Video games are awesome. If you are reading this and visiting this site, you likely agree. Playing video games is awesome — solo or multiplayer, there is often very little that compares to a good gaming session. Making games, however, might not be so awesome. At least it wasn’t at Black Box, the Vancouver studio responsible for developing the Need for Speed games from 2004 to 2007.
According to EA‘s John Riccitiello, EA sent the studio on a “death march” during that time, where the team was expected to work “24 hours a day”. And according to Riccitiello, that grueling work schedule also lead to the decline in sales and quality of the Need for Speed games. Crazy how that works (note my sarcasm), but at least Riccitiello is stepping up and having EA take some of the blame.
As you would think would be expected, the “death march” also put the quality of life of those at Black Box in decline too. Again as described by Riccitiello, Black Box was on a development schedule of one game per year for five years in a row. The games were, “annual iterations, they had to put it out; no rest for the weary.” So what happened, yeah, the quality of the games drastically declined and EA started to lose employees. As Riccitiello put it, “They didn’t want to work 24 hours a day, seven days a week, 365 days a year.” No kidding.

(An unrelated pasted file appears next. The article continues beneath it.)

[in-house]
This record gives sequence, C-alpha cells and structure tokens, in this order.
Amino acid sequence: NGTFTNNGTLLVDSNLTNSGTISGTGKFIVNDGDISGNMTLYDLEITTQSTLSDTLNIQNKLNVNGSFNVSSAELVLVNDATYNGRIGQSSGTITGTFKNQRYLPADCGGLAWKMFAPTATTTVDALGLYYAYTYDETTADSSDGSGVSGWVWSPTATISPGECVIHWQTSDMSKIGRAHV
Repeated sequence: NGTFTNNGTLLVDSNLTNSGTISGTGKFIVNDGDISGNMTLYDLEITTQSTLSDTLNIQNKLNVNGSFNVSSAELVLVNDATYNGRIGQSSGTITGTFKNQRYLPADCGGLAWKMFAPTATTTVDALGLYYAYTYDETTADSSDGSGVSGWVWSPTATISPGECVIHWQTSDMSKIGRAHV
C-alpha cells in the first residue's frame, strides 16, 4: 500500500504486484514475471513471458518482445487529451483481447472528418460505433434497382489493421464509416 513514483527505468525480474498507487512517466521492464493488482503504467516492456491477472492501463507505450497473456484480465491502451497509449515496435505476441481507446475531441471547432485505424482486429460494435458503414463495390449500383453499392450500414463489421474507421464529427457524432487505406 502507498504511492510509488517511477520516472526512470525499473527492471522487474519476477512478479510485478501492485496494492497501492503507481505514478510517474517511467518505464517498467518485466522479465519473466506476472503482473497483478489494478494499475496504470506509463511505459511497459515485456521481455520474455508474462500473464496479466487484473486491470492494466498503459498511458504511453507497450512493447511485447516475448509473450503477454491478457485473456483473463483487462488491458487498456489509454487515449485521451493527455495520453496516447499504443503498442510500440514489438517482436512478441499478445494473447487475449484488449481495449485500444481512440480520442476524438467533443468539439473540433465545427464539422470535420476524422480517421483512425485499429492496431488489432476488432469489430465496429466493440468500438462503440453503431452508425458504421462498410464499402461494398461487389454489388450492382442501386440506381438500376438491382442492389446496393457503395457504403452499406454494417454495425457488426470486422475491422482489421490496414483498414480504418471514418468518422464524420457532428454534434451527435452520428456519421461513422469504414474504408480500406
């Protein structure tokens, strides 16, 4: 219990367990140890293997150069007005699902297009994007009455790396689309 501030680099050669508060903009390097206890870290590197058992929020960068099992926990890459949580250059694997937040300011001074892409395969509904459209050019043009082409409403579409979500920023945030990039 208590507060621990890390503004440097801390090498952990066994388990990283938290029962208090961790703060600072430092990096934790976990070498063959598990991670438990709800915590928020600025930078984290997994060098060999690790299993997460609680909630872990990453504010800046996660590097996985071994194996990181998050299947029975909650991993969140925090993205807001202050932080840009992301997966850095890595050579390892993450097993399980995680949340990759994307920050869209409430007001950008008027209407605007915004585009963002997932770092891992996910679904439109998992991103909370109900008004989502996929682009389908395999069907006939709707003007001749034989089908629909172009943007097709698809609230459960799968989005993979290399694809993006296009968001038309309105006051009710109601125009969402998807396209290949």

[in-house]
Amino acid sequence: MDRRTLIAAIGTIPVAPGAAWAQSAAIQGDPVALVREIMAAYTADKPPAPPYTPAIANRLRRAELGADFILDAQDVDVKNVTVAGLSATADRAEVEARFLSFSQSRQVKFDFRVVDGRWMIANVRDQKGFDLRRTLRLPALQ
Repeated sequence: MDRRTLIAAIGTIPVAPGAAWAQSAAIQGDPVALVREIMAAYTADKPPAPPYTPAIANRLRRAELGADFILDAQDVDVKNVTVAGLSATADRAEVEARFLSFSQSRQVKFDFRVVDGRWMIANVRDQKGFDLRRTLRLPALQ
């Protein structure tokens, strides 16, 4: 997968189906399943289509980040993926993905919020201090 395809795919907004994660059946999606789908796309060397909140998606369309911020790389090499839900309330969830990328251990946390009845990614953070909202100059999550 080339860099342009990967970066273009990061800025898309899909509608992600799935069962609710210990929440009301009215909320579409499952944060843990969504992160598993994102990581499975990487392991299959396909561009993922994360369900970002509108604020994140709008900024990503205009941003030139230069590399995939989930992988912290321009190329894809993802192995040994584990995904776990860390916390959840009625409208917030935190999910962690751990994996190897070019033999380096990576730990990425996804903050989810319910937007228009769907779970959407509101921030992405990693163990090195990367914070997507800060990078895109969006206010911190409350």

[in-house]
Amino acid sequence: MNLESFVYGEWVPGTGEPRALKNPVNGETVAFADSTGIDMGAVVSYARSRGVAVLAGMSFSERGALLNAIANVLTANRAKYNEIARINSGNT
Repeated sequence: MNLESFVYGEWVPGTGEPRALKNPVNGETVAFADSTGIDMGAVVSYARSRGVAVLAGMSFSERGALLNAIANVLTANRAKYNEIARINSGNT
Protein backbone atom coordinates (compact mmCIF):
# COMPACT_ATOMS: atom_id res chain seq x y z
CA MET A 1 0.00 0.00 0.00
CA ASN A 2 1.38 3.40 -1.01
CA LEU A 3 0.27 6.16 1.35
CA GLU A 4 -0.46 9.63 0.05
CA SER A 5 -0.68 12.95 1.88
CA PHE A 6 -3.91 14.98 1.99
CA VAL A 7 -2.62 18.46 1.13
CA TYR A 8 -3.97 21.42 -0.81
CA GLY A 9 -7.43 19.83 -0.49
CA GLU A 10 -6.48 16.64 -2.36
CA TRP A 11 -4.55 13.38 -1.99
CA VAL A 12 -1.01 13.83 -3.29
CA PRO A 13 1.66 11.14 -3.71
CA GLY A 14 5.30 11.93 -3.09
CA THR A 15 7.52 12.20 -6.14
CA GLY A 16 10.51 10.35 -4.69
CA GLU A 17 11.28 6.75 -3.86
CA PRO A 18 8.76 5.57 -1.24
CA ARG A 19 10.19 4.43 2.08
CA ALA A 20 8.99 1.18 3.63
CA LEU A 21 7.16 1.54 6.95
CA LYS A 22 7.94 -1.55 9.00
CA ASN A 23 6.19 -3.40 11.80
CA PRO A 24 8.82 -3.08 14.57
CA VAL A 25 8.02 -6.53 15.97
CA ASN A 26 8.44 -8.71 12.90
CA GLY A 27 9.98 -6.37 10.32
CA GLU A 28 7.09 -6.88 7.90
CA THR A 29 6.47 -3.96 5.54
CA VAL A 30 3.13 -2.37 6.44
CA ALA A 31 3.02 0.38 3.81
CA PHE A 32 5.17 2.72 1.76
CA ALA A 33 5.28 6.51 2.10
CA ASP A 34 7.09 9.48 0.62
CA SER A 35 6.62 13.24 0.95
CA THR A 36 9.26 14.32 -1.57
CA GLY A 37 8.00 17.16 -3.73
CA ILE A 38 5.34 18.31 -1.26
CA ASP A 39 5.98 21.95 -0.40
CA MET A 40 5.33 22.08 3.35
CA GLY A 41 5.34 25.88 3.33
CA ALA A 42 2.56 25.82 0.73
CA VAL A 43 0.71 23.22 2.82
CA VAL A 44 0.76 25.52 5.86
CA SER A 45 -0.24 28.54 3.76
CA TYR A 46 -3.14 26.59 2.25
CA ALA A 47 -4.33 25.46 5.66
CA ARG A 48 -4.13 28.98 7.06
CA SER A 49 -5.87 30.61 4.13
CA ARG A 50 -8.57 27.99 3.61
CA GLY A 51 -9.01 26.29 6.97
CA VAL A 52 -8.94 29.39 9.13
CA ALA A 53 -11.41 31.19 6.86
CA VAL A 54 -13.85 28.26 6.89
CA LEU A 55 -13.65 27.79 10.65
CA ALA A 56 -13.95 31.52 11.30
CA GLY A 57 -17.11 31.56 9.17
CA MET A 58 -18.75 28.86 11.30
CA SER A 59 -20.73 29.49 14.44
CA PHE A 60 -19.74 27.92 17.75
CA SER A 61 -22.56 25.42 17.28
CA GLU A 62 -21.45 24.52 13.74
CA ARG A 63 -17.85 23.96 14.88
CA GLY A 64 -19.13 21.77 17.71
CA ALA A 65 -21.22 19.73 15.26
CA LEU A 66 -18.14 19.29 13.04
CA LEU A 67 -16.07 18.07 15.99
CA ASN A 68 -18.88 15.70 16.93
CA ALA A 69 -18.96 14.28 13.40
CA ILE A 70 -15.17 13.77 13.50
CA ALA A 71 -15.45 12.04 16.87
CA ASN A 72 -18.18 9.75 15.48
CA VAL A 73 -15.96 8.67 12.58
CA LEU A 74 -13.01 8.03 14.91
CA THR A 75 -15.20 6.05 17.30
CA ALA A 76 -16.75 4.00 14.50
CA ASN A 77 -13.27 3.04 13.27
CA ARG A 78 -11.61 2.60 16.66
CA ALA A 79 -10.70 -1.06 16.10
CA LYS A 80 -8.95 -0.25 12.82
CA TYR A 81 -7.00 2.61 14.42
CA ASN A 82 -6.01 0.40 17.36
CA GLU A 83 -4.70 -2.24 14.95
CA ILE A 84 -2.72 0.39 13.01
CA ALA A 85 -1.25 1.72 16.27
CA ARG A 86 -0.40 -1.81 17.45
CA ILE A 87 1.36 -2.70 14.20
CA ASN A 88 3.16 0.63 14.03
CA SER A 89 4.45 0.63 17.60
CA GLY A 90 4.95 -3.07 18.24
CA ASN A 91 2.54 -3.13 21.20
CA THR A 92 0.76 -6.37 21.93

But hey, things are looking up — at least as far as Need for Speed development cycles and hopefully quality goes. Because now, Need for Speed games are developed by two alternating studios on bi-annual cycles. The Slightly Mad Studios developed Need for Speed: Shift dropped in 2009 to critical praise and the Criterion Games‘ Need for Speed: Hot Pursuit is set to hit the road this November. And it too has received positive attention leading up to its release.
So yeah, it looks like the Need for Speed games are back on track and all is right in the world of making video games — sure developers and programmers generally still have to worry about the occasional long hours, letters complaining about the working conditions written by their wives, or mass layoffs after a successful game ships, but hey, small price to pay to live the dream, right? (note that I am not sure if there is sarcasm here or not . . . )